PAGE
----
Scientific evidence on the link between HSPs and cancer vaccination has been supported by various studies. Chen et al. recently developed a vaccine composed of fusion proteins such as HSP65 and a peptide (octa) epitope from the six transmembrane epithelial antigens of the prostate 1 (STEAP1) [214][15]. STEAP1 is highly expressed in multiple types of cancers. The fusion protein HSP65/STEAP1 demonstrated the ability to inhibit or arrest B16F10 melanoma growth (xenograft) and mouse RM-1 prostate cancer [215][16]. Furthermore, His-HSP65 (HHSP65), a fusion protein, stimulates the expression of TNF-α and facilitates STEAP1 to enhance TNF-α secretion, effectively inhibiting cancer cell proliferation [216][17]. When combined with IFN-γ, TNF-α triggers the upregulation of MHC-II expression, initiating cellular immune responses and amplifying the cytotoxic activity of various immune cells. Moreover, a vaccine targeting the CD133 epitope coupled with an adjuvant such as gp96 facilitated the transfer of epitope-specific cytotoxic T lymphocytes (CTLs), effectively suppressing leukemia growth in a murine xenograft model [217][18]. Immunization with bone-marrow-derived dendritic cells derived from bone marrow (BMDCs) stimulated by placental gp96 resulted in reduced tumor growth and enhanced survival in mice. This approach elicits a robust tumor-specific T-cell response, establishing its efficacy as an immunotherapeutic strategy [218][19].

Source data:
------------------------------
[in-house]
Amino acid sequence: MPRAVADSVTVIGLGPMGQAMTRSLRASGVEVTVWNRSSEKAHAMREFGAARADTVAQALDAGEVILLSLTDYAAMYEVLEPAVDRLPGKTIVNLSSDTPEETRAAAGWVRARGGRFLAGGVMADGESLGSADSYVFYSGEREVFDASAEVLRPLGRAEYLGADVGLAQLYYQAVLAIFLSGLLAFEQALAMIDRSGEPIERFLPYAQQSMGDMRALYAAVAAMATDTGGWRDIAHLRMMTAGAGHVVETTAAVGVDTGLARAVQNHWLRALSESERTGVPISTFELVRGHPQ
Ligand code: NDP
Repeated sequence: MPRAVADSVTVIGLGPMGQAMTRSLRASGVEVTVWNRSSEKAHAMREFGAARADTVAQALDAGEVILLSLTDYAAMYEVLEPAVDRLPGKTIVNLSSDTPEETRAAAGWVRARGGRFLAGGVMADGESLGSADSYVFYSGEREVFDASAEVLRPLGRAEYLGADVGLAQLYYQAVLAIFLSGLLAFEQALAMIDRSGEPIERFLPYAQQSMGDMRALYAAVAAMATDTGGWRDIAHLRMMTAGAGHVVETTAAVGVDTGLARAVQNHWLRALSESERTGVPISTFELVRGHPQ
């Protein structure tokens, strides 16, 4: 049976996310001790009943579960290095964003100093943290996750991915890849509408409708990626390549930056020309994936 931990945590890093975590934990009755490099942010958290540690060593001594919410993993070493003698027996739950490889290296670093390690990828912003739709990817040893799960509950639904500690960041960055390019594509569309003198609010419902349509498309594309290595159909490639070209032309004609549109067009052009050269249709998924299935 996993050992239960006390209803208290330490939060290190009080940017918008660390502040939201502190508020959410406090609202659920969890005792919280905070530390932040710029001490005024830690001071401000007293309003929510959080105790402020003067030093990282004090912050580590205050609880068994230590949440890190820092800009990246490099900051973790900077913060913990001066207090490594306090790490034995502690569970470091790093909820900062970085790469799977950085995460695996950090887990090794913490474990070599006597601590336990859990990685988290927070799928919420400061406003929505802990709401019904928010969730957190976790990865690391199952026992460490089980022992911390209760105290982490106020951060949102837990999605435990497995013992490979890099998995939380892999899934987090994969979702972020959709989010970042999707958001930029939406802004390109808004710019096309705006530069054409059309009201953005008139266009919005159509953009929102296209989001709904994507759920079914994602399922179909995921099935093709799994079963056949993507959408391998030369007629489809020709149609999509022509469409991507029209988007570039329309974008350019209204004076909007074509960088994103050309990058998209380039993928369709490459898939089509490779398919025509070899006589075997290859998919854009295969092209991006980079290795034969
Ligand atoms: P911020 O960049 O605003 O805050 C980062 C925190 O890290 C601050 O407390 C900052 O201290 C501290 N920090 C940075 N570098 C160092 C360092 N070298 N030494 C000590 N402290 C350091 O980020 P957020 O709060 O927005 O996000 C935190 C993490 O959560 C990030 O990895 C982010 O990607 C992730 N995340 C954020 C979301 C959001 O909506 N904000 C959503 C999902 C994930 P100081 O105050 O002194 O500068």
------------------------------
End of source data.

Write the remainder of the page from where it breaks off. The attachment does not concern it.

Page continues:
Recent clinical assessments have broadened the investigation of cancer immunotherapy utilizing HSP-based vaccines. A newly developed self-assembled nanochaperone inspired by HSPs has the potential to significantly augment cancer immunotherapy. This nano-vaccine employs HSP-like microdomains and mannose surface decoration to capture antigens, facilitating their movement into dendritic cells [219][20]. This process promotes the escape of antigens and improves their cross-presentation in the cytoplasm. This approach has demonstrated its capacity to stimulate responses from the immune system, including both CD8+ T cells (cytotoxic cells) and CD4+ T cells (helper cells), for the prevention of melanoma [219][20]. The combination of chaperone protein immunotherapy with checkpoint inhibitors of the immune system, such as anti-PD-1/PD-L1, is particularly emphasized in the treatment of melanoma [220][21].